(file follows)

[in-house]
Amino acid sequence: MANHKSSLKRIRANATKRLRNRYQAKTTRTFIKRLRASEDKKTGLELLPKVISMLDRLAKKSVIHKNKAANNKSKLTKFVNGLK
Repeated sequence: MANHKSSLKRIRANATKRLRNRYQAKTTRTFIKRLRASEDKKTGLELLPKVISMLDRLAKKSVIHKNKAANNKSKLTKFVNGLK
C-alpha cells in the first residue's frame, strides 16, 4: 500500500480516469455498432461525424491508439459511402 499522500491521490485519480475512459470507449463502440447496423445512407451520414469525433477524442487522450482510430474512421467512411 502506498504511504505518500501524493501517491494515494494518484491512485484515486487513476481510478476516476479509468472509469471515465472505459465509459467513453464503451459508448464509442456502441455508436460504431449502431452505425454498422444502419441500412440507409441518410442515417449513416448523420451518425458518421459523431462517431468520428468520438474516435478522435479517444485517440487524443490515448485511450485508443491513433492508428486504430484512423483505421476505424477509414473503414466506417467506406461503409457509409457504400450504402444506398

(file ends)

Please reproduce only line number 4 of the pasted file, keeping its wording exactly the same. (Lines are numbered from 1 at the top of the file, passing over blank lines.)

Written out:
C-alpha cells in the first residue's frame, strides 16, 4: 500500500480516469455498432461525424491508439459511402 499522500491521490485519480475512459470507449463502440447496423445512407451520414469525433477524442487522450482510430474512421467512411 502506498504511504505518500501524493501517491494515494494518484491512485484515486487513476481510478476516476479509468472509469471515465472505459465509459467513453464503451459508448464509442456502441455508436460504431449502431452505425454498422444502419441500412440507409441518410442515417449513416448523420451518425458518421459523431462517431468520428468520438474516435478522435479517444485517440487524443490515448485511450485508443491513433492508428486504430484512423483505421476505424477509414473503414466506417467506406461503409457509409457504400450504402444506398